By Mike Joubert 4 November 2009


Confronted with the choice between a dedicated GPS device and a converged GPS- cellphone, we lean towards the former. But then you get devices like Nokia’s 6710 Navigator that makes the choice a little more difficult, since it comes with a dedicated car kit, and a lifetime subscription to Nokia’s mapping and routing service called Maps. This is in stark contrast to a number of cellphones with onboard mapping that only offers the service for a year or two, with you then having to buy a quite expensive license afterwards if you want to continue receiving updates. The Navigator is also an excellent travelling companion for journeys overseas, since navigation isn’t limited only to South Africa, but also includes overseas maps. Yet another service you would have to pay for on most other standalone devices. 

The phone
Perhaps a few quick words on the phone are necessary since it includes a number of good features, such as a radio, MP3 player, RealPlayer for videos, the ability to set-up email, and a five megapixel camera. It is also HSDPA enabled, and runs on the Symbian S60 platform, so not bad at all.
This slider phone comes with a slight curve at the bottom, definitely not the most beautiful phone we’ve seen from Nokia, but practical. Up until a point that is, as the 6710 could have done with an extra inch added to its 2.6" screen to make it easier to navigate. When mounted in the car it takes a bit of extra strain to follow what’s going on in the smallish screen. The mount itself doesn’t help either since there is no extension toward you, instead mounting the phone very close to the windshield. Although sound quality is good enough for commands to be heard with little difficulty, by default maps are displayed in portrait, and by turning on your accelerometer under Settings> General> Sensor settings, it displays in portrait too. Also remember that the device uses data during operation for its mapping.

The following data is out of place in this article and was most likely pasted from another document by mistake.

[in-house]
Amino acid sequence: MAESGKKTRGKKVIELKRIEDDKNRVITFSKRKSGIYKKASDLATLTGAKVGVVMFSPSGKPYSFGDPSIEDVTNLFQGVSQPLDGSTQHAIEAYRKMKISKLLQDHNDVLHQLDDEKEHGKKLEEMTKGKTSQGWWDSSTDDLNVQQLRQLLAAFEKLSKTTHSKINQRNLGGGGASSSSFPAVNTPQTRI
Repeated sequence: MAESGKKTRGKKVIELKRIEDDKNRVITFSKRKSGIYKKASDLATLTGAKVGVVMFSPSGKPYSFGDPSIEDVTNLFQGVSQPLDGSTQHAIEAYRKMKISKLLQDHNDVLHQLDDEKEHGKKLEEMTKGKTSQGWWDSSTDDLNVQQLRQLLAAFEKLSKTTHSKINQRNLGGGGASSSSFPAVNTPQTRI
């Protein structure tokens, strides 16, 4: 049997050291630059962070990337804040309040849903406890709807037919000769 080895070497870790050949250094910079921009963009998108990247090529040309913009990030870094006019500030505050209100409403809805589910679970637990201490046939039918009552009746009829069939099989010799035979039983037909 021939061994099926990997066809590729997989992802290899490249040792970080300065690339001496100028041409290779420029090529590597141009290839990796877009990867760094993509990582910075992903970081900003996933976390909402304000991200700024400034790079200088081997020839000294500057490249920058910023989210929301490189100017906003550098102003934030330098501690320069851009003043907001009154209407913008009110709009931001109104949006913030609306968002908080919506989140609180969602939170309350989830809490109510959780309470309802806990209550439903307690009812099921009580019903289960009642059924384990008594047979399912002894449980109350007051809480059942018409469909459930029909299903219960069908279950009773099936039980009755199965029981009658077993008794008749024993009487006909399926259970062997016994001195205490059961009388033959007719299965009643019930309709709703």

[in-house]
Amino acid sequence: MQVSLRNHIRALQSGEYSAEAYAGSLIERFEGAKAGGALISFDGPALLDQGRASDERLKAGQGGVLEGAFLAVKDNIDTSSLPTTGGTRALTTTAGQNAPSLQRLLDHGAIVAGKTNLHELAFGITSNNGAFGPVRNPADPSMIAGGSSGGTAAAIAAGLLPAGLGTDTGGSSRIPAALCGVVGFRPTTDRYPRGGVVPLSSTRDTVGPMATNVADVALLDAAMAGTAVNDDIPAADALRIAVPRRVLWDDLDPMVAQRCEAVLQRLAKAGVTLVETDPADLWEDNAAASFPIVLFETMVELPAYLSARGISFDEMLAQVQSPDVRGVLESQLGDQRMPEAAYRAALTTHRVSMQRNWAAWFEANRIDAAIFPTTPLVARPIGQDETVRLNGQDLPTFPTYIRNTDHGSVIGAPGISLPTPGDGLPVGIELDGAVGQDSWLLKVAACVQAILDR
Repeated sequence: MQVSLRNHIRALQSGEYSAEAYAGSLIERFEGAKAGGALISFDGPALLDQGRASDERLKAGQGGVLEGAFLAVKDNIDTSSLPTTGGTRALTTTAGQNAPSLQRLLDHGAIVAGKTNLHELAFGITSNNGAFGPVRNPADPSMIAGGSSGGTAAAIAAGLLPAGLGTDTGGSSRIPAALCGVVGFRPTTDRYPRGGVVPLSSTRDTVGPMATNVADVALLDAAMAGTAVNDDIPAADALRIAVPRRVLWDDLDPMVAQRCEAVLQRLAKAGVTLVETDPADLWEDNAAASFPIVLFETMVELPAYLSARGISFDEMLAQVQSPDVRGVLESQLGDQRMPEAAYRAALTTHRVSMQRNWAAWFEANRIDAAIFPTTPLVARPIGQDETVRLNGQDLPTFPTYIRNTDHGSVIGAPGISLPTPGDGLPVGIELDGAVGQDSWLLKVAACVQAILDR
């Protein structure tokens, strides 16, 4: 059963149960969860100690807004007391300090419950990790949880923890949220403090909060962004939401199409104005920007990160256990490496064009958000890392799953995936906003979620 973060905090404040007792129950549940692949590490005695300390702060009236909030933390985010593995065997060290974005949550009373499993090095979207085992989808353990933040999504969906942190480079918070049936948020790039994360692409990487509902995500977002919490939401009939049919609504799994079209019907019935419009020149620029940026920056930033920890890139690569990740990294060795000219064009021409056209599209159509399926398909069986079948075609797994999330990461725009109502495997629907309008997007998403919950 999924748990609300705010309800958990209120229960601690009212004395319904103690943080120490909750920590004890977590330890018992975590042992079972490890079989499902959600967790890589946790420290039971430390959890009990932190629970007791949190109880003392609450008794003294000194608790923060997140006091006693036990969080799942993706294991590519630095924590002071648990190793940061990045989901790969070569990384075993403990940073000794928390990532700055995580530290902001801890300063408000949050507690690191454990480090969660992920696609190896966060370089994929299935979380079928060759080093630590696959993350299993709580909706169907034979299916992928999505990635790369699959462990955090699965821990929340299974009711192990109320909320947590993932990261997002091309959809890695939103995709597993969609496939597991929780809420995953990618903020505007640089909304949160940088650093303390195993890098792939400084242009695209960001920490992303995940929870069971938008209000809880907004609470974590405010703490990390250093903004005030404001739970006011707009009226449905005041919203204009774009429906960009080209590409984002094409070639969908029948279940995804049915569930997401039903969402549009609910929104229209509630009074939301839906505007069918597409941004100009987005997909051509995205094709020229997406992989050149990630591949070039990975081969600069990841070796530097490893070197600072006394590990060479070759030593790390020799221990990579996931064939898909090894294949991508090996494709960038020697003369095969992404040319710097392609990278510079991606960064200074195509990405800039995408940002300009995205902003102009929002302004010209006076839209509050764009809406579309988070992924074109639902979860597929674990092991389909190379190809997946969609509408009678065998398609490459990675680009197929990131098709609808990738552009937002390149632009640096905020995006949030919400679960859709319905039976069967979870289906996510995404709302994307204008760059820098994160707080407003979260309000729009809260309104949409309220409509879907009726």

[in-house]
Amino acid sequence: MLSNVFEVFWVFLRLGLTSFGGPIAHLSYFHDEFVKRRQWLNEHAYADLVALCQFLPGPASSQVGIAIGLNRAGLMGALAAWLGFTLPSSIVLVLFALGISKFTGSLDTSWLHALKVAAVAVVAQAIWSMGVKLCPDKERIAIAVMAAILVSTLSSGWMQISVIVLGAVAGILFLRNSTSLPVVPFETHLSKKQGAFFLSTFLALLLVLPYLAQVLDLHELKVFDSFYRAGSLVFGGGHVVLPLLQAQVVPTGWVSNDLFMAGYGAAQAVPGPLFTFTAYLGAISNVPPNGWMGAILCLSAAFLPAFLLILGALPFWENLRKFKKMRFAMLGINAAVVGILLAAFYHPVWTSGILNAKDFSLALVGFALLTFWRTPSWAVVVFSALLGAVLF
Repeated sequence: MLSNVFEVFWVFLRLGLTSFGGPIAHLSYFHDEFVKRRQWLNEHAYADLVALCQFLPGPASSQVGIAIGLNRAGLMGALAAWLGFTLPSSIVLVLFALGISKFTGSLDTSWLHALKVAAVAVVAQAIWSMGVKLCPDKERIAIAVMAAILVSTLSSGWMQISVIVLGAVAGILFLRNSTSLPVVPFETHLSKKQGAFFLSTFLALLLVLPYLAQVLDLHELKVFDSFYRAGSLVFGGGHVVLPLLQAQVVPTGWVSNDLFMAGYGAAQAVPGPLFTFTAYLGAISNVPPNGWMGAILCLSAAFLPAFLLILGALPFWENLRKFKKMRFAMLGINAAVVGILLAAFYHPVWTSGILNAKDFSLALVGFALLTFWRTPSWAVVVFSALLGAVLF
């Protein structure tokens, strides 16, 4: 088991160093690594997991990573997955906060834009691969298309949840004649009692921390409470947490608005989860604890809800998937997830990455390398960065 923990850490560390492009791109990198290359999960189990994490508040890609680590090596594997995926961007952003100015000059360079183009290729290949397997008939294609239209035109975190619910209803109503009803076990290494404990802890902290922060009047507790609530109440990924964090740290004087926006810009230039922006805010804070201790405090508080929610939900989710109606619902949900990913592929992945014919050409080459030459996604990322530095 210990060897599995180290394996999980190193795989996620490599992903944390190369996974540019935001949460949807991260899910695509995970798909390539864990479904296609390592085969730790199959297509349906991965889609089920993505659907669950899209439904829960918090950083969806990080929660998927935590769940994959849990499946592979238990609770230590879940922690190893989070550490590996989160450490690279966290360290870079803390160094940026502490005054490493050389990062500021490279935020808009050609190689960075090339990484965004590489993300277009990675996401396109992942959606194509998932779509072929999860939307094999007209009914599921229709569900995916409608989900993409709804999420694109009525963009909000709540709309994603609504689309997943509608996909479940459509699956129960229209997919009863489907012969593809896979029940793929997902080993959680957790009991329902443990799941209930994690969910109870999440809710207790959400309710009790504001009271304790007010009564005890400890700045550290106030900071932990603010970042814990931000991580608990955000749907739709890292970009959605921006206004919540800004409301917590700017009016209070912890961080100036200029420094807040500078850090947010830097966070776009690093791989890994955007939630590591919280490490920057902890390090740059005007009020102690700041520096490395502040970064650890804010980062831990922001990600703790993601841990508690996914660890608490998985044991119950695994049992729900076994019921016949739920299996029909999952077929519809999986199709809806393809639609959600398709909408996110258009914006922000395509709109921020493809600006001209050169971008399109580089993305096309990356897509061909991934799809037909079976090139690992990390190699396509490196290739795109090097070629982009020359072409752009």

Maps 3.0
Nokia’s Maps 3.0 software is quite extensive and now includes satellite imagery, 3D landmarks as well as weather updates for certain cities, plus pedestrian navigation which comes in handy for exploring cities on foot. The 6710 includes a dedicated Maps button, a compass as well as a zoom -in and -out slider which works well on not only the mapping, but also when browsing webpages.

The mapping and navigation functionality is impressive, but like all GPSs takes some time to get use to. We did find that searching for a road can become a hassle, since the software is very particular about the area you want to go to. Searching for Arcadia Street under Pretoria will bring no results, while looking underneath the specific suburb, Hatfield, will. It makes searching for a road without knowing the suburb or region it falls under a big headache.

The lifelong subscription to the Maps Drive navigation service you receive with the Nokia 6710 is excellent, and so too is the availability of maps for overseas destinations. The functionality of Nokia’s Maps 3.0 is extensive, but it doesn’t make up for the hassles of searching for a street without the area it’s in. We would have loved to have seen an extra inch or two added to the screen size because the Navigator feels that bit too small to use comfortably for in-car navigation. It comes with an RRP of R5499 – R5999.

Lifelong subscription, overseas maps, carkit
Screen too small, very particular about the area when searching

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